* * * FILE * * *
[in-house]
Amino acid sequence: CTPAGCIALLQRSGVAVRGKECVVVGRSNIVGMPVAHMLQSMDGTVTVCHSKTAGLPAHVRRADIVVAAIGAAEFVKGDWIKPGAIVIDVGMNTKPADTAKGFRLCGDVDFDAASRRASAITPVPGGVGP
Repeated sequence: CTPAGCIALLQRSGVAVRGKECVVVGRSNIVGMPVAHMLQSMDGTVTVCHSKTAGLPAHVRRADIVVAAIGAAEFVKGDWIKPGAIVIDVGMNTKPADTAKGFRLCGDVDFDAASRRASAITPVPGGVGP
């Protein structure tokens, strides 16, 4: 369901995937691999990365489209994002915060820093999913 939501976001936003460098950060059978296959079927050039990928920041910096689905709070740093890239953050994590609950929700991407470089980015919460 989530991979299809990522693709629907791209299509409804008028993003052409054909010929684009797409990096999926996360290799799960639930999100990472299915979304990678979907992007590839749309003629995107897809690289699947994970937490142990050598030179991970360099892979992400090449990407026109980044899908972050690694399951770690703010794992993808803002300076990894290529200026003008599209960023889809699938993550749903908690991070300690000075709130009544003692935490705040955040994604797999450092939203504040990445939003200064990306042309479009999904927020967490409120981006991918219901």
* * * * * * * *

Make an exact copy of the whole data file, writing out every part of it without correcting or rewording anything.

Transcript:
[in-house]
Amino acid sequence: CTPAGCIALLQRSGVAVRGKECVVVGRSNIVGMPVAHMLQSMDGTVTVCHSKTAGLPAHVRRADIVVAAIGAAEFVKGDWIKPGAIVIDVGMNTKPADTAKGFRLCGDVDFDAASRRASAITPVPGGVGP
Repeated sequence: CTPAGCIALLQRSGVAVRGKECVVVGRSNIVGMPVAHMLQSMDGTVTVCHSKTAGLPAHVRRADIVVAAIGAAEFVKGDWIKPGAIVIDVGMNTKPADTAKGFRLCGDVDFDAASRRASAITPVPGGVGP
């Protein structure tokens, strides 16, 4: 369901995937691999990365489209994002915060820093999913 939501976001936003460098950060059978296959079927050039990928920041910096689905709070740093890239953050994590609950929700991407470089980015919460 989530991979299809990522693709629907791209299509409804008028993003052409054909010929684009797409990096999926996360290799799960639930999100990472299915979304990678979907992007590839749309003629995107897809690289699947994970937490142990050598030179991970360099892979992400090449990407026109980044899908972050690694399951770690703010794992993808803002300076990894290529200026003008599209960023889809699938993550749903908690991070300690000075709130009544003692935490705040955040994604797999450092939203504040990445939003200064990306042309479009999904927020967490409120981006991918219901």